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Palin aide’s tell-all book: Sarah Palin was in it for the money, ran late a lot

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It's hard when a hero lets you down, especially when that hero is Sarah Palin. Frank Bailey, former Sarah Palin aide and soon-to-be-published author knows of this heartache and rather than continue to cry about, he's decided to do something productive: write a tell-all book about his three year stint as a Palin employee and the misadventures that ensued. It won't come as a shock to anyone that Bailey's got quite a lot to get off his chest — and it's not good stuff.

Blind Allegiance to Sarah Palin: A Memoir of Our Tumultuous Years comes out tomorrow, with the majority of the content taken directly from Bailey's e-mail exchanges with Palin. If this sounds vaguely unethical, that's because it is. Public officials cannot legally use information gained during their tenure for personal gain unless the state has already released said information. The e-mails Bailey used have yet to released to the public, but his attorney is claiming that Bailey took "great care" to make sure everything was kosher before they went to press.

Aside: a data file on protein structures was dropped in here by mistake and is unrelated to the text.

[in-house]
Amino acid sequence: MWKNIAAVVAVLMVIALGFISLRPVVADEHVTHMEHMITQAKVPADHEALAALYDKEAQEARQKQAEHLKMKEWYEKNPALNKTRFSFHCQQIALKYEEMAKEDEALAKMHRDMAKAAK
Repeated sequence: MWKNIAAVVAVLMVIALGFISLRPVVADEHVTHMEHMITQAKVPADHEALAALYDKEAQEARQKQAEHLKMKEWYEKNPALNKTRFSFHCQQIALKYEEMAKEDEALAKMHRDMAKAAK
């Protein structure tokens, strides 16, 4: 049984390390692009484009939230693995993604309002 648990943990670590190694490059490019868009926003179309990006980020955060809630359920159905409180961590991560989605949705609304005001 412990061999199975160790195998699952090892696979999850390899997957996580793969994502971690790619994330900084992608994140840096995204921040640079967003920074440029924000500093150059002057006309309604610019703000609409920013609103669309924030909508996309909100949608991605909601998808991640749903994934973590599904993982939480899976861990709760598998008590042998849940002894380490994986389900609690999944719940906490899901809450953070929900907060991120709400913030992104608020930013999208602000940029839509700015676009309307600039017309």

So, what were in those e-mails? Apparently a lot of Palin saying she'd be somewhere (like a rally in California for a law that would require minors to get parental consent in order to obtain an abortion) and then just not showing up. There was also that time in February 2009, seven months before Palin resigned as governor, that she told Bailey she would "quit tomorrow" if she could. 

It's obviously not breaking news that Palin is a flawed lady. The woman spent hundreds of thousands of campaign dollars on a new wardrobe and had a reality TV show. What's really weird is that, despite it all, Bailey held out hope. Even now, all he's saying is that he's mainly upset about Palin's wasted potential, rather than all the hell she put him through. Wow. "Blind Allegiance" indeed.